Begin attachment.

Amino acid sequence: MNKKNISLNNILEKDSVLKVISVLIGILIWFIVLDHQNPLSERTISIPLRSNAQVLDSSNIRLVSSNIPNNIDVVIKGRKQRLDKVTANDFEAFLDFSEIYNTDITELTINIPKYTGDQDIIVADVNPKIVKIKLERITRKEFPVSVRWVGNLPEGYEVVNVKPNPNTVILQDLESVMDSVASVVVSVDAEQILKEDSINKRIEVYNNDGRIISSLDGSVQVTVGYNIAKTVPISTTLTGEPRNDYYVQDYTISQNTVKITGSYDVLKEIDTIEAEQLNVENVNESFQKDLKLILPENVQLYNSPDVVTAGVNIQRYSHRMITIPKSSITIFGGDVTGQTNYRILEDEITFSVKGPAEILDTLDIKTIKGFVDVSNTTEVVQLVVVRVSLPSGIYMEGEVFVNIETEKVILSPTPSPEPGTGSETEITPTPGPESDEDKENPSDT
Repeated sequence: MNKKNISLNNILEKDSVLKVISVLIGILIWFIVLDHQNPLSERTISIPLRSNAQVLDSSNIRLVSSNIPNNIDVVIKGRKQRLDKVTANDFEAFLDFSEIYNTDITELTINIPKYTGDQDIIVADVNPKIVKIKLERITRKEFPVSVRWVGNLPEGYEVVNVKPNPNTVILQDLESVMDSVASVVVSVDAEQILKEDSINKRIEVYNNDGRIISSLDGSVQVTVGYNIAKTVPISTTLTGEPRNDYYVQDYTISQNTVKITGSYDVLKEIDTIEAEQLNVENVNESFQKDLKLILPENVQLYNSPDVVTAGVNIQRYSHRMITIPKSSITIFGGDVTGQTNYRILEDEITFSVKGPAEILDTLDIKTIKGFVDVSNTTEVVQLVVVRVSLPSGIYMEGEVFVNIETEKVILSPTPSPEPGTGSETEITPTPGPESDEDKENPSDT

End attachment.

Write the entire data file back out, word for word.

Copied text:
Amino acid sequence: MNKKNISLNNILEKDSVLKVISVLIGILIWFIVLDHQNPLSERTISIPLRSNAQVLDSSNIRLVSSNIPNNIDVVIKGRKQRLDKVTANDFEAFLDFSEIYNTDITELTINIPKYTGDQDIIVADVNPKIVKIKLERITRKEFPVSVRWVGNLPEGYEVVNVKPNPNTVILQDLESVMDSVASVVVSVDAEQILKEDSINKRIEVYNNDGRIISSLDGSVQVTVGYNIAKTVPISTTLTGEPRNDYYVQDYTISQNTVKITGSYDVLKEIDTIEAEQLNVENVNESFQKDLKLILPENVQLYNSPDVVTAGVNIQRYSHRMITIPKSSITIFGGDVTGQTNYRILEDEITFSVKGPAEILDTLDIKTIKGFVDVSNTTEVVQLVVVRVSLPSGIYMEGEVFVNIETEKVILSPTPSPEPGTGSETEITPTPGPESDEDKENPSDT
Repeated sequence: MNKKNISLNNILEKDSVLKVISVLIGILIWFIVLDHQNPLSERTISIPLRSNAQVLDSSNIRLVSSNIPNNIDVVIKGRKQRLDKVTANDFEAFLDFSEIYNTDITELTINIPKYTGDQDIIVADVNPKIVKIKLERITRKEFPVSVRWVGNLPEGYEVVNVKPNPNTVILQDLESVMDSVASVVVSVDAEQILKEDSINKRIEVYNNDGRIISSLDGSVQVTVGYNIAKTVPISTTLTGEPRNDYYVQDYTISQNTVKITGSYDVLKEIDTIEAEQLNVENVNESFQKDLKLILPENVQLYNSPDVVTAGVNIQRYSHRMITIPKSSITIFGGDVTGQTNYRILEDEITFSVKGPAEILDTLDIKTIKGFVDVSNTTEVVQLVVVRVSLPSGIYMEGEVFVNIETEKVILSPTPSPEPGTGSETEITPTPGPESDEDKENPSDT